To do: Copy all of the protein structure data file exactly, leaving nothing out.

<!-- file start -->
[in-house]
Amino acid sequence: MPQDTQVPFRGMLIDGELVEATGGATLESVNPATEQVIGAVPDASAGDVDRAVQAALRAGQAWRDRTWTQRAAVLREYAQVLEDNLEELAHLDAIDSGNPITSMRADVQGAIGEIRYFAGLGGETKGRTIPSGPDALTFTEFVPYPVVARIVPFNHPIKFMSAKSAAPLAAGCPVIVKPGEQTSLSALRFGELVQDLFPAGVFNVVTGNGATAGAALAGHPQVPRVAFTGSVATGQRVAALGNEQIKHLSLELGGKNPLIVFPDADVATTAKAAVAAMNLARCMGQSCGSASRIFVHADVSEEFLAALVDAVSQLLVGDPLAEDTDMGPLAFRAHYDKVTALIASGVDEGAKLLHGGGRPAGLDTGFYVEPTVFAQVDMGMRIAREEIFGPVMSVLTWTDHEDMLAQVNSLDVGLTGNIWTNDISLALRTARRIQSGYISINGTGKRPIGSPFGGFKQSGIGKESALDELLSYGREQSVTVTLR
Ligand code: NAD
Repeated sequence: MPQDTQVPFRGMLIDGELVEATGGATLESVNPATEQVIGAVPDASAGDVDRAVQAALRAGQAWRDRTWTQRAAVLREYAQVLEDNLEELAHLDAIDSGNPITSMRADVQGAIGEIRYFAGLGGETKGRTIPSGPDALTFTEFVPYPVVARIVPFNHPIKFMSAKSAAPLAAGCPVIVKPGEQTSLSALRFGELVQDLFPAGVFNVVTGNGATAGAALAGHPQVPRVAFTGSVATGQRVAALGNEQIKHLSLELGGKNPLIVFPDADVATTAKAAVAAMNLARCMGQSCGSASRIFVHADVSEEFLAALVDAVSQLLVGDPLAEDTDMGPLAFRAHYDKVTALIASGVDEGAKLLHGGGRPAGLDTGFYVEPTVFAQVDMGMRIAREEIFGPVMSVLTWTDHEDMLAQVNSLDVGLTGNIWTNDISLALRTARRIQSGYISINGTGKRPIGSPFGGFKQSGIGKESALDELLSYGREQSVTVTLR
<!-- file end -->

[in-house]
Amino acid sequence: MPQDTQVPFRGMLIDGELVEATGGATLESVNPATEQVIGAVPDASAGDVDRAVQAALRAGQAWRDRTWTQRAAVLREYAQVLEDNLEELAHLDAIDSGNPITSMRADVQGAIGEIRYFAGLGGETKGRTIPSGPDALTFTEFVPYPVVARIVPFNHPIKFMSAKSAAPLAAGCPVIVKPGEQTSLSALRFGELVQDLFPAGVFNVVTGNGATAGAALAGHPQVPRVAFTGSVATGQRVAALGNEQIKHLSLELGGKNPLIVFPDADVATTAKAAVAAMNLARCMGQSCGSASRIFVHADVSEEFLAALVDAVSQLLVGDPLAEDTDMGPLAFRAHYDKVTALIASGVDEGAKLLHGGGRPAGLDTGFYVEPTVFAQVDMGMRIAREEIFGPVMSVLTWTDHEDMLAQVNSLDVGLTGNIWTNDISLALRTARRIQSGYISINGTGKRPIGSPFGGFKQSGIGKESALDELLSYGREQSVTVTLR
Ligand code: NAD
Repeated sequence: MPQDTQVPFRGMLIDGELVEATGGATLESVNPATEQVIGAVPDASAGDVDRAVQAALRAGQAWRDRTWTQRAAVLREYAQVLEDNLEELAHLDAIDSGNPITSMRADVQGAIGEIRYFAGLGGETKGRTIPSGPDALTFTEFVPYPVVARIVPFNHPIKFMSAKSAAPLAAGCPVIVKPGEQTSLSALRFGELVQDLFPAGVFNVVTGNGATAGAALAGHPQVPRVAFTGSVATGQRVAALGNEQIKHLSLELGGKNPLIVFPDADVATTAKAAVAAMNLARCMGQSCGSASRIFVHADVSEEFLAALVDAVSQLLVGDPLAEDTDMGPLAFRAHYDKVTALIASGVDEGAKLLHGGGRPAGLDTGFYVEPTVFAQVDMGMRIAREEIFGPVMSVLTWTDHEDMLAQVNSLDVGLTGNIWTNDISLALRTARRIQSGYISINGTGKRPIGSPFGGFKQSGIGKESALDELLSYGREQSVTVTLR